By Julia Shanahan
A bill covering mental-health improvements was introduced this year in the state Legislature, and Democrats are concerned about the funding for the measure.
The bill, HF 2456, addresses people with more severe mental-health issues who are not necessarily in need of full-time care. The bill would implement something called access centers, which would provide beds for patients in more residential settings. The locations of these centers would not be determined by the Legislature.
HF 2456 would also provide crisis services in and outside the access centers, and intensive home services.
Sen. Rob Hogg, D-Cedar Rapids, said according to an assumption from the fiscal analysis, this bill would allow the state to provide 12 new beds by June 2019 and 48 beds by June 2020.
“It’s not a lot, but it’s a start,” he said.
Hogg noted the state’s need to improve its mental-health programs, particularly after former Gov. Terry Branstad cut psychiatric units in the past, citing a lack of funding.
“By 2020, it’s expected to cost $6 million, so I’m a little skeptical of that,” Hogg said.
Sen. Joe Bolkcom, D-Iowa City, said that so far, Republicans have not described how they are planning to fund the measure. Bolkcom said Iowa does not have enough residential placements and not enough beds for people who are chronically sick.
“This [bill] recognizes we have not done a good job dealing with that,” he said.
Because the state hasn’t had the funding for mental-health services in the past, Bolkcom said, it has not been able to prioritize the spending.
Gov. Kim Reynolds’ mental-health privatization is failing, he contended, and people with mental-health problems are being moved around and not getting assistance.
Bolkcom said one of the main challenges of the bill is that the state is going to have to ask mental-health facilities to expand with the creation of the new access centers.
“There’s a lot of apprehension by providers who aren’t getting paid for the things they’ve always done,” he said.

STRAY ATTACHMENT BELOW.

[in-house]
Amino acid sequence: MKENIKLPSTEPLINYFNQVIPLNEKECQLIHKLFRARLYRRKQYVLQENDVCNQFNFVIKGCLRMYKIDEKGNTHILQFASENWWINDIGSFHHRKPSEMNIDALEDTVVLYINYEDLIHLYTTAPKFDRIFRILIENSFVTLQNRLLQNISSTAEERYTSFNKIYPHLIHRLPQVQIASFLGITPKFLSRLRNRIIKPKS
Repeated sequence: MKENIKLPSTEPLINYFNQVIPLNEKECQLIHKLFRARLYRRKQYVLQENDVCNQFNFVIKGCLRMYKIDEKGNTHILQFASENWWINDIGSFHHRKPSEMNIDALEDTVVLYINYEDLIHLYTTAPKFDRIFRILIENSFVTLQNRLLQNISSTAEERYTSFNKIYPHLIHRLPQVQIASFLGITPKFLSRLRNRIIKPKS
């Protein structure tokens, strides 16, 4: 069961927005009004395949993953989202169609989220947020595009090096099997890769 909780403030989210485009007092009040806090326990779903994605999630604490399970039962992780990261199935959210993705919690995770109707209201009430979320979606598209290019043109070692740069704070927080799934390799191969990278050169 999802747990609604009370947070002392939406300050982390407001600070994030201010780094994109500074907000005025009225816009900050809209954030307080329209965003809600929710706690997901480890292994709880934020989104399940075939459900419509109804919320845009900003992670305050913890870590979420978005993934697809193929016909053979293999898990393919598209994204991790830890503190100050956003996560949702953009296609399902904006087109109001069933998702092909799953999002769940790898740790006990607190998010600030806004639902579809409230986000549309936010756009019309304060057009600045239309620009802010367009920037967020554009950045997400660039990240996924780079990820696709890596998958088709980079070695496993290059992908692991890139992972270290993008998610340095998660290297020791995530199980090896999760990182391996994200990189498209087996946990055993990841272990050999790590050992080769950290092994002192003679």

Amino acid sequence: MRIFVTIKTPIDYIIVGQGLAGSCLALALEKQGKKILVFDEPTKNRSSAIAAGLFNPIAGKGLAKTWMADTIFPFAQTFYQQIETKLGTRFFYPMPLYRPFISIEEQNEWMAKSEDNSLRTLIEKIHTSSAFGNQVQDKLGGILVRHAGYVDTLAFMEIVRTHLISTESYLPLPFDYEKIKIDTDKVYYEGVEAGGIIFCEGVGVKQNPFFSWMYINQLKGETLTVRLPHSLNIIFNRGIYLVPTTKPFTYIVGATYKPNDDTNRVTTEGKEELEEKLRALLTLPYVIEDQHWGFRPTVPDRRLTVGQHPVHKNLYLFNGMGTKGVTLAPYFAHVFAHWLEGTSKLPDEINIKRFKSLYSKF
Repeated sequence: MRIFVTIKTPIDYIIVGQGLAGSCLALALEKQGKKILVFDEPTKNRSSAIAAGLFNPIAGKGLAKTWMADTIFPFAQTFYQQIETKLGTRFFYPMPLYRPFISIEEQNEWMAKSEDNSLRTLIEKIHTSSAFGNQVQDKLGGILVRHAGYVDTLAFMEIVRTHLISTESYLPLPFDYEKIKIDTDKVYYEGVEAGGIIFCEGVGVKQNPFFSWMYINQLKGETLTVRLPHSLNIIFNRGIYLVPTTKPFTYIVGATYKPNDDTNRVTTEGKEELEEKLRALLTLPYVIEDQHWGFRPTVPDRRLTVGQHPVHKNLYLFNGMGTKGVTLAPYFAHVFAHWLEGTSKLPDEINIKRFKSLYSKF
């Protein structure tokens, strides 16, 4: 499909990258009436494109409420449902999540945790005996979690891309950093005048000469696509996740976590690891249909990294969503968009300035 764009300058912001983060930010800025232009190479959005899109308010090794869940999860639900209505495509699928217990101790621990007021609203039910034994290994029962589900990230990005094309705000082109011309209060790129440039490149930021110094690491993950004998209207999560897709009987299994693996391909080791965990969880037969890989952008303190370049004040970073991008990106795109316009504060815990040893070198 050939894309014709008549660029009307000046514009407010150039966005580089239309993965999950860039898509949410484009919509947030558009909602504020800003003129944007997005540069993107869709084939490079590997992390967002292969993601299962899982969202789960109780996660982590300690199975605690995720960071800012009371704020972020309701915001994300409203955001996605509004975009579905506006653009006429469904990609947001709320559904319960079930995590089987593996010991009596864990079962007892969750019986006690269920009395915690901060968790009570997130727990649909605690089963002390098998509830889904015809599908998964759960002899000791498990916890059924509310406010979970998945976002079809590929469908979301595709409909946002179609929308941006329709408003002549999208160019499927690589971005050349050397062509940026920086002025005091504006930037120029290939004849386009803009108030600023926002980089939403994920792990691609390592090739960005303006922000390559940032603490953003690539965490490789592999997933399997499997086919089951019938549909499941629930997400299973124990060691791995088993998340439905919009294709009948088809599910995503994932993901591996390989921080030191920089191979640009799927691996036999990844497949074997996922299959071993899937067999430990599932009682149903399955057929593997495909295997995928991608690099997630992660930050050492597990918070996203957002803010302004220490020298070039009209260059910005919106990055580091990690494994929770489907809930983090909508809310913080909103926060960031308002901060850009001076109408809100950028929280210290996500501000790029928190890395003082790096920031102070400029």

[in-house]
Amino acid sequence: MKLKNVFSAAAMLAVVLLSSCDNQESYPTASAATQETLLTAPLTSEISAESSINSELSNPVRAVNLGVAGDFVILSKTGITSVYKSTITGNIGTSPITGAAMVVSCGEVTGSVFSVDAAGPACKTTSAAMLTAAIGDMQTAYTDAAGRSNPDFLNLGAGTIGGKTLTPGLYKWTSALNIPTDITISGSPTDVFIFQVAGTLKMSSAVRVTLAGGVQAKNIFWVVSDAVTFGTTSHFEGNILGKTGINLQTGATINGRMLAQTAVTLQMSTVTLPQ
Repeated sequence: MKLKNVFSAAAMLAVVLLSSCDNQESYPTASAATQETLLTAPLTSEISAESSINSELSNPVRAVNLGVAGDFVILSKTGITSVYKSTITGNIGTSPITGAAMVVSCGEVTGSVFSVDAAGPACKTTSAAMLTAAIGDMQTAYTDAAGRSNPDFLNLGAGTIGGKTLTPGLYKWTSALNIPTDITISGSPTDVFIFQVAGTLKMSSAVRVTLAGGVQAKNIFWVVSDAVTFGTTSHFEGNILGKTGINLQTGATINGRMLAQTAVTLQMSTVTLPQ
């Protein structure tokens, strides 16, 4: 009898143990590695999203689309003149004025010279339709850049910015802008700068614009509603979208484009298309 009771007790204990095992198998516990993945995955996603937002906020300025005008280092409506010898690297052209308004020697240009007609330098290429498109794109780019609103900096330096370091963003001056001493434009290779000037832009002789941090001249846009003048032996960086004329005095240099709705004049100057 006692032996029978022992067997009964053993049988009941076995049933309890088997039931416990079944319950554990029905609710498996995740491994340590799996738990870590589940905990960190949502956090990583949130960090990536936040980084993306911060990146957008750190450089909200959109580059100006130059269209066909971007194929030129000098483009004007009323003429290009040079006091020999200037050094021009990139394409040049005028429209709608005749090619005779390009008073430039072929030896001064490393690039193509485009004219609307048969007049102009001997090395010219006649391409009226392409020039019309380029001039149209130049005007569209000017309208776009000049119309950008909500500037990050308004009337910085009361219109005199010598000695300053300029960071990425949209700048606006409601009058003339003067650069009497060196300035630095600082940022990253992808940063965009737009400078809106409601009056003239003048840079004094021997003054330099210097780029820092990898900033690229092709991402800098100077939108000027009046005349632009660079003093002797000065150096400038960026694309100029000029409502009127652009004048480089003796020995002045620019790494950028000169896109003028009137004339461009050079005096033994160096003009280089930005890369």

Sen. Robert Dvorsky, D-Coralville, said the bill would not affect the existing facilities. HF 2456 requires the Division of Mental Health and Disability Services to ensure the expenditures are funded by Medicaid, he said.
“The access centers would be new facilities, and there would be one in Johnson County,” he said. “That’s why there has to be some resources out there, and it’s still unclear where [Republicans] would get that resource.”
Recommendations for the bill came from the Complex Service Needs Workgroup, and it wanted more “core services” ensured by the state mental-health division, Dvorsky said. The group was motivated by the lack of facilities and programs in place, he noted.
The reason the bill would not affect existing mental-health facilities, Dvorsky said, is that existing programs would not be able to deal with the proposal.
“It’s certainly more than a good first step,” he said.
Barry Schreier, the director of University of Iowa Counseling Services, said the UI does run mental-health programs individually, but they are not islands unto themselves.
In cases requiring more expertise, he said, the UI will refer students to surrounding hospitals for further care, and there are not always beds available.
“It will not be unusual that we have people go to a hospital in Iowa City, and they get transferred to somewhere like Ames,” he said.
While the state’s mental-health programs are dismal, Schreier said, the UI has been able to increase its care because of student involvement on campus.